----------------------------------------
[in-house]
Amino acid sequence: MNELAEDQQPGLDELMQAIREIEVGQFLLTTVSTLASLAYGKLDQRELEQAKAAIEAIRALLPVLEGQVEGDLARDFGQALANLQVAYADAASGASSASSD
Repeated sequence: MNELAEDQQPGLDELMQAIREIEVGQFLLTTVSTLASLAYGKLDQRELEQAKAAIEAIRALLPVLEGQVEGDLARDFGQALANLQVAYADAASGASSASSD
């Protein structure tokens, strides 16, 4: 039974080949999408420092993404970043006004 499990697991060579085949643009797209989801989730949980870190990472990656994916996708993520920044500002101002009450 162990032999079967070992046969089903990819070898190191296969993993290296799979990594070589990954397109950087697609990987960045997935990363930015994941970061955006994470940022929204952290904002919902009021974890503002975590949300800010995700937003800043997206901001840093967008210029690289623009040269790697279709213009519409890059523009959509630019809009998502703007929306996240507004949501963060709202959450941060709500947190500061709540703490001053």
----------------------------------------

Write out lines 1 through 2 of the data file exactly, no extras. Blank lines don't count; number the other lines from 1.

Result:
[in-house]
Amino acid sequence: MNELAEDQQPGLDELMQAIREIEVGQFLLTTVSTLASLAYGKLDQRELEQAKAAIEAIRALLPVLEGQVEGDLARDFGQALANLQVAYADAASGASSASSD